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Conference Abstracts

Initial Results of the Design and Implementation of an Integrated Perinatal Mental Health Partnership


Cara English

Cummings Graduate Institute, US
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Perinatal mood and anxiety disorders (PMADs) are the most common complication of pregnancy and childbearing with an incidence of 20%. In response to an increased rate of PMADs in the state of Arizona and a state-wide mental health service gap for pregnant and postpartum mothers, an integrated midwifery service model was designed to deliver evidence-based behavioral health assessment and treatment for PMADs.

Practice change implemented: This model was implemented in a women’s health clinic in the Southwestern United States. Behavioral health concerns among pregnant, postpartum, and primary care women were identified through evidence-based screening tools, including the Edinburgh Postnatal Depression Scale (EPDS), the Mood Disorders Questionnaire (MDQ), and the Adverse Childhood Experiences (ACE).  Women who presented with elevated scores or self-reported history of mental health disorders received behavioral health consultation via Warm Handoff and/or follow up behavioral health appointments at the clinic.


We aimed to reduce the rate of untreated PMADs in our community, increase access to evidence-based behavioral health care for women, and improve access to behavioral health specialty consultations for women’s health care providers.

Targeted population and stakeholders:

In the first two years of implementation, 1469 women seen in clinic were screened for PMADs by certified nurse midwives. The clinic housed an integrated Doctor of Behavioral Health who was called in for Warm Handoffs and/or scheduled women for follow up visits, and provided treatment for 900 women, their partners, and families. Mothers and families were also linked with community resources, including free therapy and peer groups.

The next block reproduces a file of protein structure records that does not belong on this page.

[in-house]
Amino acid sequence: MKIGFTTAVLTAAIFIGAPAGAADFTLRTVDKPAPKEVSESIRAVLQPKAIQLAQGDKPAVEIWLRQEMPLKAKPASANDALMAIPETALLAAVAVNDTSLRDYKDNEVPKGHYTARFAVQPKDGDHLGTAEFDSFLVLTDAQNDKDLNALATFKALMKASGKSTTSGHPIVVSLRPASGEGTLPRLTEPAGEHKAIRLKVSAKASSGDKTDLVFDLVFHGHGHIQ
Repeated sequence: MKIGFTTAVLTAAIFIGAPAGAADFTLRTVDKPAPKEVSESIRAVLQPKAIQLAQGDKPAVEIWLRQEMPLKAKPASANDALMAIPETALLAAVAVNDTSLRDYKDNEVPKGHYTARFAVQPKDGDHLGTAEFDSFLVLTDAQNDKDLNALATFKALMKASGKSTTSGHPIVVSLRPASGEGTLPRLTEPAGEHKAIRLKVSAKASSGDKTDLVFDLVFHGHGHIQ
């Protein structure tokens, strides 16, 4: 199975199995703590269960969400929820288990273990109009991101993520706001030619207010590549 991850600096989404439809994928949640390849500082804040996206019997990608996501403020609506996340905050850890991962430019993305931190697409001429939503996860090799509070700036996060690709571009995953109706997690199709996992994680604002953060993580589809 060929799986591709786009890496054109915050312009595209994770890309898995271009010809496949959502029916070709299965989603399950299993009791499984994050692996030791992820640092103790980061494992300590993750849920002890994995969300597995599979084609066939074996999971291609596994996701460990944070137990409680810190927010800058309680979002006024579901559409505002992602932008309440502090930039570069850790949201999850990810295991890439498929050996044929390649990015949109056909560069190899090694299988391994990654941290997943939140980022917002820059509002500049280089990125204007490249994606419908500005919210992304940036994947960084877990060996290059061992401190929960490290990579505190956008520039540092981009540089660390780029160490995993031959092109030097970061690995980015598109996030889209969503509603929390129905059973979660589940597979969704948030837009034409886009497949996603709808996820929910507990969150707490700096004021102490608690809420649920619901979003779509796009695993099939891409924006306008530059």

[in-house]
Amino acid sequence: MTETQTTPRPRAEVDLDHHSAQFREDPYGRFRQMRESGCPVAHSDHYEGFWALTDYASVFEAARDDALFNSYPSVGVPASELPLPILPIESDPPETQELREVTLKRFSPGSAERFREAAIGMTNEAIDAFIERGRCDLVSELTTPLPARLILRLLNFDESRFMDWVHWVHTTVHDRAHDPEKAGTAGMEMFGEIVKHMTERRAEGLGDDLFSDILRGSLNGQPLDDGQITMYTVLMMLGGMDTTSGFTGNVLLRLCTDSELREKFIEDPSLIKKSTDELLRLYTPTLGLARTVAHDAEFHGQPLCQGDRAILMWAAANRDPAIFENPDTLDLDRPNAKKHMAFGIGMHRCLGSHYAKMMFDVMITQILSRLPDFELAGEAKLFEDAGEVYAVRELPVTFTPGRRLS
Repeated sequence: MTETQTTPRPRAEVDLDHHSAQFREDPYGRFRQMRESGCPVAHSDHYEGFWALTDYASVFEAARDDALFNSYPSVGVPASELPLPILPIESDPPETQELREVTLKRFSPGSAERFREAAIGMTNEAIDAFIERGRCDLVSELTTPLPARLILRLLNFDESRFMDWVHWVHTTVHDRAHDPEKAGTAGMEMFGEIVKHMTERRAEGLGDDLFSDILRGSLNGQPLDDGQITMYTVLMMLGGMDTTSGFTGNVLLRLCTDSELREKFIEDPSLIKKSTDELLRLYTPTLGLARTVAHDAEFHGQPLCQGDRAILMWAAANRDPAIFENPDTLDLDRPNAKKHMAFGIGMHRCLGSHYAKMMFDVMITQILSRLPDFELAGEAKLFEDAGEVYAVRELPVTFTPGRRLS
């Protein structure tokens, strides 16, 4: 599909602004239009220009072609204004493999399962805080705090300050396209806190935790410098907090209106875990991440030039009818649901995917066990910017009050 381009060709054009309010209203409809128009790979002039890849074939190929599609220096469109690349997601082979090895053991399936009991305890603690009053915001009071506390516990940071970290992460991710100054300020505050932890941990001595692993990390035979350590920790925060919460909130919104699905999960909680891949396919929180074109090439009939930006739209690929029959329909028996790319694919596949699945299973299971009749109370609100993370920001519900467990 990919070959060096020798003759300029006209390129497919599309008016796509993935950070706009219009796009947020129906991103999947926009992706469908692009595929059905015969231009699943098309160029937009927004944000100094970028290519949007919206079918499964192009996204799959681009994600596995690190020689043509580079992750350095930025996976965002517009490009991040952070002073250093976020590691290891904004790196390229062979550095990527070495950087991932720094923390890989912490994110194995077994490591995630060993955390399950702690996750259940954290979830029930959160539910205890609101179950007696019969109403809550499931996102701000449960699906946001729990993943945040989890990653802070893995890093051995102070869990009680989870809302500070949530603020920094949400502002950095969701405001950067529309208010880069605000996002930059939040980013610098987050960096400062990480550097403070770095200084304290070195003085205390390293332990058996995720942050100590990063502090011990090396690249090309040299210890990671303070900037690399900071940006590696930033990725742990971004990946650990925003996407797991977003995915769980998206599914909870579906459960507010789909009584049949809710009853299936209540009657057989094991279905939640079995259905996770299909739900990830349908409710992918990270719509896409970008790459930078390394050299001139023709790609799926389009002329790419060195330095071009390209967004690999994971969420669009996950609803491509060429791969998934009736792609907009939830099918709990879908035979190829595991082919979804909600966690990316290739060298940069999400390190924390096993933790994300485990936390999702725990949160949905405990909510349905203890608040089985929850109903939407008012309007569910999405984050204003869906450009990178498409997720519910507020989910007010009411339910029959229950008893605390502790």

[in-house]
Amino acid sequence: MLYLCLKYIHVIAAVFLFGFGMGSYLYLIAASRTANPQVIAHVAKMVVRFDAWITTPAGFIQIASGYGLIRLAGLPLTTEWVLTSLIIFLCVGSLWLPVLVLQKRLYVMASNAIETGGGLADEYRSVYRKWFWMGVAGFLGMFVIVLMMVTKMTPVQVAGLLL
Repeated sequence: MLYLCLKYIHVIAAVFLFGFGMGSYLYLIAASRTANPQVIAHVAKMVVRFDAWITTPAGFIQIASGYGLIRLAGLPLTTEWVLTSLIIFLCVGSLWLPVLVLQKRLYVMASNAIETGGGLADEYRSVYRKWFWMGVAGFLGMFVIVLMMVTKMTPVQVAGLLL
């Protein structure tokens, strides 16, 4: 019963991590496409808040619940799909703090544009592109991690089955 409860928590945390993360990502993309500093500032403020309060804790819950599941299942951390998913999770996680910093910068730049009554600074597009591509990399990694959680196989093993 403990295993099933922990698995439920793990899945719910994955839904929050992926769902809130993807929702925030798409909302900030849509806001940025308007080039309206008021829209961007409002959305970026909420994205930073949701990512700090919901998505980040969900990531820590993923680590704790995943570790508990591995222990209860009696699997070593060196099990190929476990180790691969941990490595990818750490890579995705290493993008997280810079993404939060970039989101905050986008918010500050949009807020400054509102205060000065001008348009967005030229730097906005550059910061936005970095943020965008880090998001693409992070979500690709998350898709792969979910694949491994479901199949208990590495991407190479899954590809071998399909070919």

Timeline: The first two years of implementation ran from October 2017 to October 2019.


Provider impact was extremely positive; 100% of providers rated the impact of collaborating with BHP as positive; 100% rated additional BH training as helpful; 100% providers reported they utilized consultation with the BHP weekly. Patient impact: 88% reported a greatly improved prenatal/postpartum experience; 60% were unsure or would not have sought BH care if it were not available on site.

Comments on sustainability:

This low-cost integration model has accomplished initial aims and has potential to expand impact through implementation in additional clinic and hospital sites.

Comments on transferability: The design and implementation of this model can easily be shared with health systems looking to implement an integrated model of service delivery in women’s health and perinatal specialties. The partnership requires limited mental health infrastructure to meet patient and provider needs.


More mental illness was discovered than initially anticipated in this population, and without screening and available treatment, poorer pregnancy, birth, infant, and family health outcomes were likely, based on patient responses indicating they would not have sought help elsewhere or were unsure where else to go for behavioral health care.


This model fills a critical service gap and has improved the standard of patient care for women and families through integrated care.

Lessons learned:

Embedding a PMHNP or additional training for the staff will increase comfort level with medication management for pregnant and nursing mothers.

How to Cite: English C. Initial Results of the Design and Implementation of an Integrated Perinatal Mental Health Partnership. International Journal of Integrated Care. 2021;21(S1):61. DOI:
Published on 01 Sep 2021.


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